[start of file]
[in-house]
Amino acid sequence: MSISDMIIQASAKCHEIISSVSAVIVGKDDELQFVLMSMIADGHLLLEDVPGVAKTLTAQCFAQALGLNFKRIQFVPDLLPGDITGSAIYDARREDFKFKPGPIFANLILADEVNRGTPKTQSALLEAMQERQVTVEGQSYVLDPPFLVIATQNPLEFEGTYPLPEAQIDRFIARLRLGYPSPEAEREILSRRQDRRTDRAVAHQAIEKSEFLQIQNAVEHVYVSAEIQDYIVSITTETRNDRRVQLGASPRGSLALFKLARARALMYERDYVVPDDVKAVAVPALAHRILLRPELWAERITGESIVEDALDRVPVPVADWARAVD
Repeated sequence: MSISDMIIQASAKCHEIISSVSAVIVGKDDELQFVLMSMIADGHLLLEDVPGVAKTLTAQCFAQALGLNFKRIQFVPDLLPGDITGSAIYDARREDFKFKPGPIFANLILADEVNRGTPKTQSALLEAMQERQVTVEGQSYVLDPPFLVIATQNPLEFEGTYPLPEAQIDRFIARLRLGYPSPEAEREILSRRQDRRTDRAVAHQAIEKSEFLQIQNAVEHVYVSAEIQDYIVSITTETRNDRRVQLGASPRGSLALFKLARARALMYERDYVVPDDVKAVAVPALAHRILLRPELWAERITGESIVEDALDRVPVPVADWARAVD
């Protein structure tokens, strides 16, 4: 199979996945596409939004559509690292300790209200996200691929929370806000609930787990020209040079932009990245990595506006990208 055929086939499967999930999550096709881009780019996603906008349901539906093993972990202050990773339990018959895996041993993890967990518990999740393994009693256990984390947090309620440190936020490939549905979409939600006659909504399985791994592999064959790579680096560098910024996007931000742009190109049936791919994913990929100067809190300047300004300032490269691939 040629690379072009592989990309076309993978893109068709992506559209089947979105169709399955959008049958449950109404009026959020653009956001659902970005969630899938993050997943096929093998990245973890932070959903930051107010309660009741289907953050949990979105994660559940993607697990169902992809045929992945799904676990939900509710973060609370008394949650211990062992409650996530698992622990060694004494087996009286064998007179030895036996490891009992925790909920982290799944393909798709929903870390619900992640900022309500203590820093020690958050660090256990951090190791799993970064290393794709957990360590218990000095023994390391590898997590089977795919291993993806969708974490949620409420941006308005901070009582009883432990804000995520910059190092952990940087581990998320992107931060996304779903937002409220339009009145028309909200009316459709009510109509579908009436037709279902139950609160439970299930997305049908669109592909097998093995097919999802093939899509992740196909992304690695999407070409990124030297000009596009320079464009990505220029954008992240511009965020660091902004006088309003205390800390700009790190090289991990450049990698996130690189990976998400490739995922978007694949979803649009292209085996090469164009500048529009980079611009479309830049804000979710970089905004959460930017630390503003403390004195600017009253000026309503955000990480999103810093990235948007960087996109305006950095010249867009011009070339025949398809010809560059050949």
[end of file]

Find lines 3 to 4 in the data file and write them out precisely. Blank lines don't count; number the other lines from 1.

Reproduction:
Repeated sequence: MSISDMIIQASAKCHEIISSVSAVIVGKDDELQFVLMSMIADGHLLLEDVPGVAKTLTAQCFAQALGLNFKRIQFVPDLLPGDITGSAIYDARREDFKFKPGPIFANLILADEVNRGTPKTQSALLEAMQERQVTVEGQSYVLDPPFLVIATQNPLEFEGTYPLPEAQIDRFIARLRLGYPSPEAEREILSRRQDRRTDRAVAHQAIEKSEFLQIQNAVEHVYVSAEIQDYIVSITTETRNDRRVQLGASPRGSLALFKLARARALMYERDYVVPDDVKAVAVPALAHRILLRPELWAERITGESIVEDALDRVPVPVADWARAVD
């Protein structure tokens, strides 16, 4: 199979996945596409939004559509690292300790209200996200691929929370806000609930787990020209040079932009990245990595506006990208 055929086939499967999930999550096709881009780019996603906008349901539906093993972990202050990773339990018959895996041993993890967990518990999740393994009693256990984390947090309620440190936020490939549905979409939600006659909504399985791994592999064959790579680096560098910024996007931000742009190109049936791919994913990929100067809190300047300004300032490269691939 040629690379072009592989990309076309993978893109068709992506559209089947979105169709399955959008049958449950109404009026959020653009956001659902970005969630899938993050997943096929093998990245973890932070959903930051107010309660009741289907953050949990979105994660559940993607697990169902992809045929992945799904676990939900509710973060609370008394949650211990062992409650996530698992622990060694004494087996009286064998007179030895036996490891009992925790909920982290799944393909798709929903870390619900992640900022309500203590820093020690958050660090256990951090190791799993970064290393794709957990360590218990000095023994390391590898997590089977795919291993993806969708974490949620409420941006308005901070009582009883432990804000995520910059190092952990940087581990998320992107931060996304779903937002409220339009009145028309909200009316459709009510109509579908009436037709279902139950609160439970299930997305049908669109592909097998093995097919999802093939899509992740196909992304690695999407070409990124030297000009596009320079464009990505220029954008992240511009965020660091902004006088309003205390800390700009790190090289991990450049990698996130690189990976998400490739995922978007694949979803649009292209085996090469164009500048529009980079611009479309830049804000979710970089905004959460930017630390503003403390004195600017009253000026309503955000990480999103810093990235948007960087996109305006950095010249867009011009070339025949398809010809560059050949």